Avalanche danger is real; skiers and snowboarders should stay in bounds
With two feet or more of new snow on the local slopes, and perhaps another two feet on the way, it probably is only a matter of time before someone goes off-trail, gets lost or buried by an avalanche, and casts a pall over a suddenly wonderful ski and snowboard season.
Though it's tempting to go off-trail to ride virgin powder, and will be especially so after a second dumping scheduled to begin later today or tonight, it's also extremely dangerous. Remember last January, when three skiers were killed in a day in separate avalanches adjacent to Mountain High in Wrightwood?
Remember the snowboarder who became lost overnight and walked to safety, shivering and in a daze, the next morning?
Avalanches are not common in the San Gabriel and San Bernardino Mountains, but with so much snow and perhaps a strong post-storm wind, danger probably will be high, as it was last January, after this second storm.
In the Eastern Sierra, where three feet of new snow fell during a very blustery storm, avalanche danger already is extremely high. In fact, the Eastern Sierra Avalanche Center issued an ominous warning this morning:
The avalanche danger is HIGH on all wind loaded slopes steeper than 35 degrees. Avalanche conditions are very dangerous today. Skiing and riding in avalanche terrain is not recommended. Extensive skill, experience and local knowledge are essential.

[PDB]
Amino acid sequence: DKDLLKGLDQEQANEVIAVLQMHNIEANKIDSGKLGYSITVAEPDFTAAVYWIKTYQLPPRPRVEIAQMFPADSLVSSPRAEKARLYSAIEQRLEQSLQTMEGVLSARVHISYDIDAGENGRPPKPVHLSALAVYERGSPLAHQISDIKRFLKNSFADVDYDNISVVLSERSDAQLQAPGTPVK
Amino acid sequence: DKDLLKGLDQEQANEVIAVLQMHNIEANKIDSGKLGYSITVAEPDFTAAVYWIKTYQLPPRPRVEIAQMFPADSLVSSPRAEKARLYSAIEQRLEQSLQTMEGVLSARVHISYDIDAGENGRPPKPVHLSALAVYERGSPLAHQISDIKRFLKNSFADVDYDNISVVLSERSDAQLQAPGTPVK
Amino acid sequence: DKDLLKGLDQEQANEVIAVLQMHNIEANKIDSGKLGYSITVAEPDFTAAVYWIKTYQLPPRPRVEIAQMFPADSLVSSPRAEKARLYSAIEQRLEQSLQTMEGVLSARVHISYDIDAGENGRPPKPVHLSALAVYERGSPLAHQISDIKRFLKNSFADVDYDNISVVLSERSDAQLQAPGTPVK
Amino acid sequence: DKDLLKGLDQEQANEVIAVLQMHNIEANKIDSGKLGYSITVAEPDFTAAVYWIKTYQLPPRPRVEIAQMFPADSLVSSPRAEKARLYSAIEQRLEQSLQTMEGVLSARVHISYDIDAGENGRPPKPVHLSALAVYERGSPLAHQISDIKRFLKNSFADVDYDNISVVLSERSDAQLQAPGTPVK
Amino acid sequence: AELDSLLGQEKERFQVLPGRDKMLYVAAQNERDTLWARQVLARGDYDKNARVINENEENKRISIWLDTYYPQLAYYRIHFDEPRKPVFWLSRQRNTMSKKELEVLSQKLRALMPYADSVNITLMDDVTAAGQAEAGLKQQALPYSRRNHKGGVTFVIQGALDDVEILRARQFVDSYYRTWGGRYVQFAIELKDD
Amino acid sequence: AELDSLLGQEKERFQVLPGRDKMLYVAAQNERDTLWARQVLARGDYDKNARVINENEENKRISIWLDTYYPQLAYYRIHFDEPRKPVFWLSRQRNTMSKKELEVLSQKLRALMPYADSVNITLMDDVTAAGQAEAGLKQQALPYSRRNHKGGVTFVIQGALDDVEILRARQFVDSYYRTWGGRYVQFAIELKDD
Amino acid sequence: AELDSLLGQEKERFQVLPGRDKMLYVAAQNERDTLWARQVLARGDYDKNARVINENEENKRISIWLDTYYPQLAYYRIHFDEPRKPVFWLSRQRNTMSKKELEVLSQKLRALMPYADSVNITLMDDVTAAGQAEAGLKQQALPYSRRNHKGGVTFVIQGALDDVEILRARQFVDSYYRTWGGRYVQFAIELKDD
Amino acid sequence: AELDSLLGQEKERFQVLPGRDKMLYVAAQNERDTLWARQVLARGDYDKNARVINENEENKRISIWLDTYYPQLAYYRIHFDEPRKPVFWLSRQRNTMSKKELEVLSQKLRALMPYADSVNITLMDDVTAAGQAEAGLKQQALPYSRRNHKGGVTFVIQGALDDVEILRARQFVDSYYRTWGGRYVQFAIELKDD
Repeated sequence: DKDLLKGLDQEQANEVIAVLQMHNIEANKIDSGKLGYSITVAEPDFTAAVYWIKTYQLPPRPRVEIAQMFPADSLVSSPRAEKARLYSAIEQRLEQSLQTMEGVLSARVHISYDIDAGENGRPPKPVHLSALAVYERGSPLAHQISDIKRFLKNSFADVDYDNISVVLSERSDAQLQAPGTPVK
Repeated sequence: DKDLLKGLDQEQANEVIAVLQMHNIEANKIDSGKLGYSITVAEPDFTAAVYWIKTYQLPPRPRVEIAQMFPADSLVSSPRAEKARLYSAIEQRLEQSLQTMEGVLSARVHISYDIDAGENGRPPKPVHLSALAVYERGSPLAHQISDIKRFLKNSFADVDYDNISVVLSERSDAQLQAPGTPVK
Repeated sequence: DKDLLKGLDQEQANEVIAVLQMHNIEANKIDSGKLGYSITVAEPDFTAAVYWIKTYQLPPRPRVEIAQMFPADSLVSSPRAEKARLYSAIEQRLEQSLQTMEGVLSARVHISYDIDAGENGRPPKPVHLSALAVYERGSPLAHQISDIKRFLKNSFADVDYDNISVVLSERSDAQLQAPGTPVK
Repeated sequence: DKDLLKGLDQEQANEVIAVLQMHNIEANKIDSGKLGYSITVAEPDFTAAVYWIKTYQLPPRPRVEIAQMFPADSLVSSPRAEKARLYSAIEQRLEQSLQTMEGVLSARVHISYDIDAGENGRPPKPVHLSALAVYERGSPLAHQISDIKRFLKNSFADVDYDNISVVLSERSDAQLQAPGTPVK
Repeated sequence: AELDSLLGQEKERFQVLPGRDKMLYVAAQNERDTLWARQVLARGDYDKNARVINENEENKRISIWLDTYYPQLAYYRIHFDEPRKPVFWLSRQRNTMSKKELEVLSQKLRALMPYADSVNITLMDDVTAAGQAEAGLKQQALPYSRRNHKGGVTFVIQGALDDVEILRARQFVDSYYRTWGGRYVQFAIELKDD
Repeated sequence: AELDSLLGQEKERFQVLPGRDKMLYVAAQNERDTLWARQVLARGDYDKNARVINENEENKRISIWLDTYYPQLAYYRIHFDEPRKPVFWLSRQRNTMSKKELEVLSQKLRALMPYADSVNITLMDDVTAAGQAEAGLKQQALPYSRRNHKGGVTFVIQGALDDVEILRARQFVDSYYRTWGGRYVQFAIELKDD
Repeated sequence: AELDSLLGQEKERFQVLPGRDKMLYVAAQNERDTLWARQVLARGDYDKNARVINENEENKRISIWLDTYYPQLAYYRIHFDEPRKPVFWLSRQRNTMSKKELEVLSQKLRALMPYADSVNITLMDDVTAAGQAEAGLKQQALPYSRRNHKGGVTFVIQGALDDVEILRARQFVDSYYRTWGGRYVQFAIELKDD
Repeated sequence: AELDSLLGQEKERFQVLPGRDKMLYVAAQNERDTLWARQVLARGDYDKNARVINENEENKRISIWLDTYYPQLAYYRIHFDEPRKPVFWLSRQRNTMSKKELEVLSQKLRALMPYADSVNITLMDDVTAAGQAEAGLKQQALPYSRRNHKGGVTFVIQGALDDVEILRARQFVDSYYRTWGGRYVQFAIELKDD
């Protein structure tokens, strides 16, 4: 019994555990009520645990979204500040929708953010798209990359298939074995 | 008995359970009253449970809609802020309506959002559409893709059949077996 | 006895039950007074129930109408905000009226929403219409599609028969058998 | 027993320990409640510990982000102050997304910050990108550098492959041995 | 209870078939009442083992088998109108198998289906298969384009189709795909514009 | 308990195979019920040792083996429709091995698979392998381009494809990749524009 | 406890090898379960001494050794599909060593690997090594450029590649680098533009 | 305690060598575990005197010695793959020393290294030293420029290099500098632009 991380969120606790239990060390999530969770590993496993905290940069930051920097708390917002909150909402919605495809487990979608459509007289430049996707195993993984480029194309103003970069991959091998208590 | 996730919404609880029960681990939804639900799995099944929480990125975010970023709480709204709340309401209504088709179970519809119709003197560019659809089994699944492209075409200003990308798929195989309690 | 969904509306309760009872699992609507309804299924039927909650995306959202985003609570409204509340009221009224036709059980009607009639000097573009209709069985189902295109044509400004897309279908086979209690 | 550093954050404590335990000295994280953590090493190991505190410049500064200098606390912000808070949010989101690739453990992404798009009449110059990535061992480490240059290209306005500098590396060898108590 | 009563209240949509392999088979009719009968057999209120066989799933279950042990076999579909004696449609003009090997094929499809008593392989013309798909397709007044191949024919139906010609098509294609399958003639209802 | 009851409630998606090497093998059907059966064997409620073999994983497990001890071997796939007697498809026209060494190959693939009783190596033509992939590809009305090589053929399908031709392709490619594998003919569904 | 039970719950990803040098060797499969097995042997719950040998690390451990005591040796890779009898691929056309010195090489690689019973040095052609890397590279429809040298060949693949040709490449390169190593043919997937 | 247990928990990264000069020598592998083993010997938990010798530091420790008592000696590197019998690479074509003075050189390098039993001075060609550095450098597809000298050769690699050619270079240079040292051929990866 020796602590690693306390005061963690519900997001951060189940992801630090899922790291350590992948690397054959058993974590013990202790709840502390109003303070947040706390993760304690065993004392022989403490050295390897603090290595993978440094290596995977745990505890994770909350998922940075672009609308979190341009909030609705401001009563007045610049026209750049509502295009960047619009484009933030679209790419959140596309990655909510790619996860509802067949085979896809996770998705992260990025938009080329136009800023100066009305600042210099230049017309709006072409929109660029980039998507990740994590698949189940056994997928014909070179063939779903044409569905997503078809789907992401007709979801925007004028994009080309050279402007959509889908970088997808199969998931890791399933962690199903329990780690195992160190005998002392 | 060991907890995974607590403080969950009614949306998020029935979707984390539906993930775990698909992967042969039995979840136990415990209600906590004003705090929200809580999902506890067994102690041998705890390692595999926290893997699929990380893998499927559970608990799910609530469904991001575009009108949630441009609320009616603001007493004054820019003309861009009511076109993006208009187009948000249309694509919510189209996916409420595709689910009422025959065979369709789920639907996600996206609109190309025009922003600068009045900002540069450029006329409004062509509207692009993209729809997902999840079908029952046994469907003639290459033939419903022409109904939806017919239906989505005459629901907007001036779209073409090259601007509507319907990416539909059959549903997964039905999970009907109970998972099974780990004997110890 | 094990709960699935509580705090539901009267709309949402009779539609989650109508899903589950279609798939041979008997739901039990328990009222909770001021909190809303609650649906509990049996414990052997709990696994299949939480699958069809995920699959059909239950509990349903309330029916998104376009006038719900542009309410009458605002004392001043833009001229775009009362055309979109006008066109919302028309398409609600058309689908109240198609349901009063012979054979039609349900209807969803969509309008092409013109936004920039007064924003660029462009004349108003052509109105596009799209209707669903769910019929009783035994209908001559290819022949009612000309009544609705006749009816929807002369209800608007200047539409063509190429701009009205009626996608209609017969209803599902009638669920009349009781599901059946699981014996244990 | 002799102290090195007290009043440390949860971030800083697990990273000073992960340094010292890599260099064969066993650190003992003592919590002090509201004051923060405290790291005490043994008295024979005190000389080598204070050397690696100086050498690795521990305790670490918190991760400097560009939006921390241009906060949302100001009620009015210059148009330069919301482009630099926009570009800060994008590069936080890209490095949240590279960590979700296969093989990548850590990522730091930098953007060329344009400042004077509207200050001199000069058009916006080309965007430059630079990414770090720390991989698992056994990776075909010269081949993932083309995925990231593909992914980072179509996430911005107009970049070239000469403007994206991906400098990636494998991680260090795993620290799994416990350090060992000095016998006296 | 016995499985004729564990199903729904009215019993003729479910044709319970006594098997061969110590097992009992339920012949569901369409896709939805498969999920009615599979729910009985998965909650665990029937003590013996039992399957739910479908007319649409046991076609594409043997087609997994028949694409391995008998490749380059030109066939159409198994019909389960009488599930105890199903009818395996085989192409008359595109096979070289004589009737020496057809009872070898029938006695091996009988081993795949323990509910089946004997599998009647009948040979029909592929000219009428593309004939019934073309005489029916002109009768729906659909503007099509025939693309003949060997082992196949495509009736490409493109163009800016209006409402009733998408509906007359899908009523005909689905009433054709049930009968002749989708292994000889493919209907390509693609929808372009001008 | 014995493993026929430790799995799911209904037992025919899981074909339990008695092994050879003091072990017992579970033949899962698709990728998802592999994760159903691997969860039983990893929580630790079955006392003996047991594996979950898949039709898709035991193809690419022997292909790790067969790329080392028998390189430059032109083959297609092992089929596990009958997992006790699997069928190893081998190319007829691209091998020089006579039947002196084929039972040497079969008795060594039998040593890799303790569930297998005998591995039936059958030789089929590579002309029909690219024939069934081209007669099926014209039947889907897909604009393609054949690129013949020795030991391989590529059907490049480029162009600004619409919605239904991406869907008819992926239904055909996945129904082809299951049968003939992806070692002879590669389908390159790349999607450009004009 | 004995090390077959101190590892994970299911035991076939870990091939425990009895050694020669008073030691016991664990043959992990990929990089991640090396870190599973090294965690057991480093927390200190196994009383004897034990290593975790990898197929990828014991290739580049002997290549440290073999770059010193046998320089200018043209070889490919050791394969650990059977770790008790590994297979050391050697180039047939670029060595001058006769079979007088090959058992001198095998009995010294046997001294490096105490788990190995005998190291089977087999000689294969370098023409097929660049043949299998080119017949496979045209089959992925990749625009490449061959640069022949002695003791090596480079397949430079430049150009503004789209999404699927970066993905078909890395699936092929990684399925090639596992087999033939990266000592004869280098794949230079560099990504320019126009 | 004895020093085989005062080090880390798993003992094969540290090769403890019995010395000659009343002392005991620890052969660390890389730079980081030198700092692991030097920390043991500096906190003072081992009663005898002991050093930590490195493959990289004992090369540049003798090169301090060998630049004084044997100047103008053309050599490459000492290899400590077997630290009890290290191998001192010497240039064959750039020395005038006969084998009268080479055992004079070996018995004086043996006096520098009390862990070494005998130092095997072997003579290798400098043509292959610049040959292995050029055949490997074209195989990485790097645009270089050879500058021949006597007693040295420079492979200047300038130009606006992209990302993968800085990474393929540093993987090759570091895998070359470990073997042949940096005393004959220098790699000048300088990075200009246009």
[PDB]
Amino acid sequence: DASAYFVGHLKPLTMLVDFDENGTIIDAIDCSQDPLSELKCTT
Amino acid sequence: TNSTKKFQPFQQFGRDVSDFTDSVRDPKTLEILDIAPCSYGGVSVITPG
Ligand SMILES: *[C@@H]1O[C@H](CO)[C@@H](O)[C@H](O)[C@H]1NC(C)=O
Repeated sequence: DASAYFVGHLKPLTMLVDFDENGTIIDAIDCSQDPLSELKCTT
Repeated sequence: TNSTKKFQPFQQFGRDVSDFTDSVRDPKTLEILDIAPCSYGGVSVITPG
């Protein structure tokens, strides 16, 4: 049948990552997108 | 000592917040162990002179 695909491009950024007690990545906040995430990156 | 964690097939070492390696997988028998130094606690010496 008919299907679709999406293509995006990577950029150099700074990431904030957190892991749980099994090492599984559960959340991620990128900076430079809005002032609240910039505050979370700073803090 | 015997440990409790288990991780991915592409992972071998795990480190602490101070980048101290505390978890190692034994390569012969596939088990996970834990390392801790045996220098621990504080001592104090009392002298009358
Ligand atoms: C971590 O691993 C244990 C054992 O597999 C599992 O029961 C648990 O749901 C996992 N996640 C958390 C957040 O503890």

This danger rating applies to all areas with a previous snowpack and includes the Sherwin Ridge, the Mammoth Crest and all east and northeast facing slopes along the San Joaquin Ridge to June Mountain. All other areas that did not have a previous snowpack are rated as CONSIDERABLE. Human triggered avalanches are likely.
Getting washed down the mountain and buried by unmovable snow is an awful way to die. Please exercise caution and common sense while skiing and riding, and avoid the temptation to venture off-trail. You don't want search and rescue coming after you. Your mishap could spoil the holiday season for a lot of caring people.
-- Pete Thomas
Photos: Search and rescue teams look for avalanche victims last January, when three skiers perished in one day. Credit: Irfan Khan / Los Angeles Times